Although we've hung on to King, Queen and Princess Streets there used to be more rank-based street names. Duke and Duchess Streets once ran parallel with the waterfront east from Jarvis Street before both were absorbed into other routes as part of the construction of the Don Valley Parkway: Duchess Street with Richmond and Duke with Adelaide. Like Bay and Queen, the diagonal intersections at Jarvis Street give away the fact two streets used to be four.

The Duke and Duchess in question were the Duke and Duchess of York, most likely Prince George (later King George V) and his wife Mary of Teck or Prince Albert (later King George VI) and Elizabeth Bowes-Lyon.

St. Patrick, Anderson, Agnes, Crookshank, Wilton, Beech (Dundas)Lost Streets DundasDundas Street, a relative newcomer to the city, was formed by stitching together several distinctly separate streets. Major deviations at Bathurst and Yonge (forming Yonge-Dundas square) demonstrate the fact the streets didn't entirely line up. The roads listed above were renamed between Bathurst and the Don River to form Dundas. The list is even longer if you include the roads in the east end and west of Bathurst.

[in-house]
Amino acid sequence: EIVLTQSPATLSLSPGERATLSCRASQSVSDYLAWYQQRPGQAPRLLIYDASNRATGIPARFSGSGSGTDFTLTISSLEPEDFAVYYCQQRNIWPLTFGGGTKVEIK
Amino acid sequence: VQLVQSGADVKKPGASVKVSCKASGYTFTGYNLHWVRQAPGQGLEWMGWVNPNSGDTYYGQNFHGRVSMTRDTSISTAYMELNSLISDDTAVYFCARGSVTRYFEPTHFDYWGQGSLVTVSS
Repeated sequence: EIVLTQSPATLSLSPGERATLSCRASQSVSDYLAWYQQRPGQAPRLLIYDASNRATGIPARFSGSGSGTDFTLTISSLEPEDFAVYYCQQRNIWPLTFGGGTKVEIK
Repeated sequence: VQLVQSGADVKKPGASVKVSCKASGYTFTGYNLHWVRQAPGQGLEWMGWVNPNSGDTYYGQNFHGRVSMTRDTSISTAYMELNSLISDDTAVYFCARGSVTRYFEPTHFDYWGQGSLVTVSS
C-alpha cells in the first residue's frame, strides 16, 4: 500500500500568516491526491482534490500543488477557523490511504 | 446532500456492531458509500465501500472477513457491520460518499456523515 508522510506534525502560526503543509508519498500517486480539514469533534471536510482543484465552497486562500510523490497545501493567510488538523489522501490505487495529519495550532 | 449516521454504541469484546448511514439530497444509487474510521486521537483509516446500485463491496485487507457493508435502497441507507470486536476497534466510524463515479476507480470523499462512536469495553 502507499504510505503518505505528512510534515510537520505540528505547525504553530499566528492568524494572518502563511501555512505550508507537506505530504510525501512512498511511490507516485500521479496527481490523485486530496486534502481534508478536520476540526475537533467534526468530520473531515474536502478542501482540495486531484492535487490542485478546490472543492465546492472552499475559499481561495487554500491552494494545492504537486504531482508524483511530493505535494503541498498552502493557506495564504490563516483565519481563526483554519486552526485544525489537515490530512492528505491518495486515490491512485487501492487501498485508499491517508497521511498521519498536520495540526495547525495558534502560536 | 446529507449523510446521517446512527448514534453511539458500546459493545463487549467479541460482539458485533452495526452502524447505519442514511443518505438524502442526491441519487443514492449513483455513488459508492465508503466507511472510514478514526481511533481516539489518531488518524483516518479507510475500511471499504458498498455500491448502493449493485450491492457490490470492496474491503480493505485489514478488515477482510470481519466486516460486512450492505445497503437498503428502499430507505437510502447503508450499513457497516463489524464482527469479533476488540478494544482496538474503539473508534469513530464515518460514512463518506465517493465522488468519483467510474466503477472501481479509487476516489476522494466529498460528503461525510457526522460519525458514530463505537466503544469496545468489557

Czar Street
Lost Streets Czar Charles According to Liz Clayton in the National Post, Czar Street, located one block south of Bloor west of Bay, was named "in honour of the autocrat of all Russians" until it was absorbed into Charles Street. Czars were the emperors of Russia before the revolution 1917 that overthrew the monarchy. In a similar vein, Sultan Street to the north was presumably named in honour of Muslim sovereigns. The latter lives on today as a service road south of Bloor.

South Park Street
Lost Streets South Park StreetSouth Park Street ran parallel with King up to its intersection with Queen and over the Don River. A North Park Street, now Sydenham Street, ran for a block north of Queen. Perhaps named for King's Park, an open marsh on the banks of the once winding Don that was the centre of misplaced health concerns, South Park Street followed the approximate route of today's Eastern Avenue.

Don Street
Lost Streets DonAbsorbed by Gerrard, another power hungry street in Toronto, Don Street once forded the Don River to reach an entirely different Danforth Road. As I mentioned in an earlier post, Danforth Avenue and Danforth Road are named for Asa Danforth Jr., an American builder and land speculator who laid out the first road east to Kingston.